At one time or another, many photographers have aimed their camera at the moon in an effort to capture its mysterious beauty. Photographing the moon presents a challenge, however, because more than a few things need to be taken into consideration when planning a photograph of the moon.
You will need to consider:
- the moon’s phase (full, half, crescent, etc.) / the date
- the moon’s height in the sky / the time of day or night
- the direction of the rising and setting of the moon if you want the moon close to the horizon to include objects or landscape in the frame
- the weather
In addition to the planning and patience that is required for moon photography, a bit of skill is needed to appropriately compose and expose the photograph.
Composition and Exposure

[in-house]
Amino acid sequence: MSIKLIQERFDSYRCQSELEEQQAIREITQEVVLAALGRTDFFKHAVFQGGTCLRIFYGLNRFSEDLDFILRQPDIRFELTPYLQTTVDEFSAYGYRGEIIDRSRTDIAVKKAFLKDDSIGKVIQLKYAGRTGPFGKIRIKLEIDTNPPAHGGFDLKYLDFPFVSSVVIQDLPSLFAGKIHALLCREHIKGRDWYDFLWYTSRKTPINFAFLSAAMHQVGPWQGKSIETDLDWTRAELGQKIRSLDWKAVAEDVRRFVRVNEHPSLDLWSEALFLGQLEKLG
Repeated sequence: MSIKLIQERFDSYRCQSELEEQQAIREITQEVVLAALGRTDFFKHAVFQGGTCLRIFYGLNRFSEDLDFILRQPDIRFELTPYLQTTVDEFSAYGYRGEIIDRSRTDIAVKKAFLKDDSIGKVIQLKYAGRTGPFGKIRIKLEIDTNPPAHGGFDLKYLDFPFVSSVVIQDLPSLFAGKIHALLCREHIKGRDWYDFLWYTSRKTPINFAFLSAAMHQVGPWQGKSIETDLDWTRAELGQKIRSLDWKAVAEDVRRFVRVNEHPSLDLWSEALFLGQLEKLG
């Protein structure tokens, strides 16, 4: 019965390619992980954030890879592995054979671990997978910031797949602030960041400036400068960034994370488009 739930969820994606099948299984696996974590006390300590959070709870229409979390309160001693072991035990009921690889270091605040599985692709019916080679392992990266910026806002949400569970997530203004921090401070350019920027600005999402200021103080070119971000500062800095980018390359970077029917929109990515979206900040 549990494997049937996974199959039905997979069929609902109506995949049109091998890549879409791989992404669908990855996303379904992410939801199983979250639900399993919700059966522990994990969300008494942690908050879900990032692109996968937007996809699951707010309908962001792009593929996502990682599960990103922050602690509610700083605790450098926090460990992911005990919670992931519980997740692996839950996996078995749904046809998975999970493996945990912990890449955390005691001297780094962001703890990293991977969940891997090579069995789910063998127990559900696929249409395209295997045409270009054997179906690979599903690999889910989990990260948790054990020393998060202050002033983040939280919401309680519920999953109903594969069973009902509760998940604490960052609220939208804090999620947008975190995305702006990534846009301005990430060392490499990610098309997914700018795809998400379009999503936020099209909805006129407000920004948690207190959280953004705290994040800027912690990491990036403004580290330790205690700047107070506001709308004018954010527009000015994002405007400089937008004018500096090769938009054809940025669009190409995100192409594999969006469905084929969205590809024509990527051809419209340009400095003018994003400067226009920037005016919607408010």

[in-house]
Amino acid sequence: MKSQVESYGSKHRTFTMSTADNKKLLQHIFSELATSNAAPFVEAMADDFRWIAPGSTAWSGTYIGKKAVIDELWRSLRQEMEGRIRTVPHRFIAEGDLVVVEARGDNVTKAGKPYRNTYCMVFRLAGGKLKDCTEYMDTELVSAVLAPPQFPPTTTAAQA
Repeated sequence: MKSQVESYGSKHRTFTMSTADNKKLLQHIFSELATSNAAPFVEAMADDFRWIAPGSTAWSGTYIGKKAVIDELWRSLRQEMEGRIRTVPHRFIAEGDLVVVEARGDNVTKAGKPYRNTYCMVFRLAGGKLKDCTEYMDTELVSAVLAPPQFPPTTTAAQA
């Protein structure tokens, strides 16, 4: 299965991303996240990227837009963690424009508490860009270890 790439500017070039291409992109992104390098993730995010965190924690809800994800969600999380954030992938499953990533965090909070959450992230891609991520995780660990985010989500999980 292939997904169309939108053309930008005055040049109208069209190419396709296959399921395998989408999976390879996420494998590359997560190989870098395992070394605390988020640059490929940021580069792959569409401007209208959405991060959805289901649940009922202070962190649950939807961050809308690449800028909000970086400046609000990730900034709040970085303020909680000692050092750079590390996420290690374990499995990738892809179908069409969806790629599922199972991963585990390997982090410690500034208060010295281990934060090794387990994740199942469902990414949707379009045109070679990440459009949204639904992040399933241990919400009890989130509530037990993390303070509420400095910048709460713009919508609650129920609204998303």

When composing a photograph of the moon, you first need to decide whether you want to just shoot the moon itself or the moon with surrounding objects and/or landscape.
The Moon Itself
If your goal is to capture the detailed surface of the moon, you will want to zoom in quite a bit. For this, you will need a telephoto lens to fill the frame with the moon as much as possible so that you can avoid cropping later. A tripod is usually necessary for longer lenses because they have a greater chance of causing blurry photos due to camera shake.
The Moon with Objects and/or Landscape
In pictures in which the moon is the main focus, it is better to underexpose the foreground than to overexpose the moon. Use your camera’s spot metering setting to expose for the moon. Also, consider bracketing if you are not sure of the best combination of settings.
Just after sunset and when the moon is close to the area of the horizon that the sun has set are excellent conditions for landscape shots that include the moon. The sky and landscape are still somewhat illuminated by the sun and the moon is visible near the horizon.